Lithium batteries fall into two broad classifications; lithium metal batteries and lithium-ion batteries. Lithium metal batteries are generally non-rechargeable and contain metallic lithium. Lithium-ion batteries contain lithium which is only present in an ionic form in the electrolyte and are rechargeable. Within these two broad classifications, there are many different chemistries. For example, within lithium-ion batteries there are lithium polymer, lithium iron phosphate (LiFePO4), and lithium air to name a few.
A lithium cell is a single encased electrochemical unit consisting of one positive and one negative electrode that exhibits a voltage differential across the two terminals. A lithium battery is two or more cells electrically connected. A single cell battery is considered a cell and not a battery for the purposes of the limitations set out in the DGR.
While classified as a dangerous good, lithium battery shipping takes very specific requirements. that you can find inside the Dangerous Goods Regulations. However, if you only ship lithium batteries you can purchase the Lithium Batteries Shipping Regulations as a standalone manual. Knowing the specific regulations is crucial in the shipping and handling of lithium batteries.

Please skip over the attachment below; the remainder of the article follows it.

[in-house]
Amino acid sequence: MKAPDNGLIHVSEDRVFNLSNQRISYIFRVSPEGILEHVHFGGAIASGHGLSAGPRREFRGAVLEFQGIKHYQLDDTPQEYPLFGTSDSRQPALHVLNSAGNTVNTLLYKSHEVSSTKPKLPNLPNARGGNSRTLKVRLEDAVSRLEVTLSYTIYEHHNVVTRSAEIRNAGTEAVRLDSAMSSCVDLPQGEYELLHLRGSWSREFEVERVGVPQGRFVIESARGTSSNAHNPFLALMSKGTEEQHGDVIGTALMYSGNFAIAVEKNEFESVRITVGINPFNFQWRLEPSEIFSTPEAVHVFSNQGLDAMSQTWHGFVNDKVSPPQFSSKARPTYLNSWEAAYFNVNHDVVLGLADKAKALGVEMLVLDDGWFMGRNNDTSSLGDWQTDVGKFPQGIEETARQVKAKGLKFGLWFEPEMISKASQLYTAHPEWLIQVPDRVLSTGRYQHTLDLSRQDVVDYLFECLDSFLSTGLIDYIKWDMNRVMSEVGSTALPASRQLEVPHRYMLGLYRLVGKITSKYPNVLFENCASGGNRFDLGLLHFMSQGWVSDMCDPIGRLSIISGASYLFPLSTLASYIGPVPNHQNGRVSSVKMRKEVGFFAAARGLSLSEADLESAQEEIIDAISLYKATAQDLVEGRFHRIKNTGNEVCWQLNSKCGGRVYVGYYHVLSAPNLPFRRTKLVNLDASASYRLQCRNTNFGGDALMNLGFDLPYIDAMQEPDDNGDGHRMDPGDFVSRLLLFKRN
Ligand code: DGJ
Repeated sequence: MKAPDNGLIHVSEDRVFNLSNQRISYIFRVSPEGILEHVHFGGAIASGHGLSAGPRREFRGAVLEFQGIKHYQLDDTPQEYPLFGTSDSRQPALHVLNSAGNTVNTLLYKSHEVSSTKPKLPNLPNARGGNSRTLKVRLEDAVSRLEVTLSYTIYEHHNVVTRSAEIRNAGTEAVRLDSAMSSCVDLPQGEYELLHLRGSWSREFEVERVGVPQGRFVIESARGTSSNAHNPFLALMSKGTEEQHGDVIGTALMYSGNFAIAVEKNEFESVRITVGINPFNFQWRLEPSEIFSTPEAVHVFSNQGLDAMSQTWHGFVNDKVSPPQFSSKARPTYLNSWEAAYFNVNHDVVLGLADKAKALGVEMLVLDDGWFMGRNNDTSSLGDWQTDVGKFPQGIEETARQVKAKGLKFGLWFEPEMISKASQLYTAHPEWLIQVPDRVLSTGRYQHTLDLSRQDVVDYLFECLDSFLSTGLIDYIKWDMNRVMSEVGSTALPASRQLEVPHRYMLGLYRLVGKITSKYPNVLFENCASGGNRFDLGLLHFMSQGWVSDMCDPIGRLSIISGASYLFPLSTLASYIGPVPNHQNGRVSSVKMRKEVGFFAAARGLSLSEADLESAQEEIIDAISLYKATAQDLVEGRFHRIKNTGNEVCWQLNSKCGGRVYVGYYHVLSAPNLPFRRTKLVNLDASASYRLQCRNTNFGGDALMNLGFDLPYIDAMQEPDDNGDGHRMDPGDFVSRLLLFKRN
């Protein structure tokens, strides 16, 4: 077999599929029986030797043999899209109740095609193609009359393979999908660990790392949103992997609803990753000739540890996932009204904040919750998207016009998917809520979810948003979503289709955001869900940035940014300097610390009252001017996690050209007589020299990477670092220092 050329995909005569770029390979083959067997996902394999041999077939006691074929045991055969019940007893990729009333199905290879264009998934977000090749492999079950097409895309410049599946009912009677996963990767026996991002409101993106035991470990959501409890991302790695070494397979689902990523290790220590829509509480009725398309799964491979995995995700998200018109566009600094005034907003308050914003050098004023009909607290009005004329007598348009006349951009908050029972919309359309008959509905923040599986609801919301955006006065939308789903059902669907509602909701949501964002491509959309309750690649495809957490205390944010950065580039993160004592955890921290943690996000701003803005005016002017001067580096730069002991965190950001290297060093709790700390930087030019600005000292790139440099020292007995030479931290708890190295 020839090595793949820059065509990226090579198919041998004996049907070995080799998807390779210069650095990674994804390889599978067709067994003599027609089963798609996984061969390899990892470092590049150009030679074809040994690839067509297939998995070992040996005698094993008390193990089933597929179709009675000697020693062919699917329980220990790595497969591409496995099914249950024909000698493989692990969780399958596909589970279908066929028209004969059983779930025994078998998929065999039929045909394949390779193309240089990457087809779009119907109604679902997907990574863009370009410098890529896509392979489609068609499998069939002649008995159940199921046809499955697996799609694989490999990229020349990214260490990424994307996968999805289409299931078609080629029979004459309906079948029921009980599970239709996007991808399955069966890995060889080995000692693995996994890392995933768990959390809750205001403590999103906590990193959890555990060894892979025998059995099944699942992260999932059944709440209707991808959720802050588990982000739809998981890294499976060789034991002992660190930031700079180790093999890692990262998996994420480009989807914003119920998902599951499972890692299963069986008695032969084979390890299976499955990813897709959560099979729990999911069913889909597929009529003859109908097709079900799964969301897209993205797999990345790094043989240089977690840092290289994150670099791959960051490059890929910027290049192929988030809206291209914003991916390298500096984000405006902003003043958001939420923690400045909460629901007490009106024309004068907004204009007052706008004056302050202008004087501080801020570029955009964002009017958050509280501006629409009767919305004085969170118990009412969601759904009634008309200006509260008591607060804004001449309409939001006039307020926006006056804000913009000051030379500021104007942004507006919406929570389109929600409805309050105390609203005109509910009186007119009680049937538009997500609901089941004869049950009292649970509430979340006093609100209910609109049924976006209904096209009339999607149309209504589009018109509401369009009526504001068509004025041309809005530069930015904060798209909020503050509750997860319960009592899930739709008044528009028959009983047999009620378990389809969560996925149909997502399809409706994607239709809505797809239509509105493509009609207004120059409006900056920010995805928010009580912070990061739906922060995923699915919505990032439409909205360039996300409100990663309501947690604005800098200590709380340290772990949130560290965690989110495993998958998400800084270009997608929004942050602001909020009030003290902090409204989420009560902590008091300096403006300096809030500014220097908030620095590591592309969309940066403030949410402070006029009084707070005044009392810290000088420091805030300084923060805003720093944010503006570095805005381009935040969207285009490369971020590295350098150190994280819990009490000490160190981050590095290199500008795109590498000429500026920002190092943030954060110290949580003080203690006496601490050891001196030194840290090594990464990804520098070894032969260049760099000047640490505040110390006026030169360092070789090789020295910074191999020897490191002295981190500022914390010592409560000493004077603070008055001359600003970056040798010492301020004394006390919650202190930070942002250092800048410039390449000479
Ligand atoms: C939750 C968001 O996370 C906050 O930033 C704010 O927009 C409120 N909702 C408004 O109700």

Dangerous goods are articles or substances that might pose a hazard to health, safety, property, or the environment. Extra care must be taken when shipping dangerous goods by air to avoid these possible hazards. You can find a list of 3,500+ dangerous goods in IATA’s Dangerous Goods Regulations (DGR).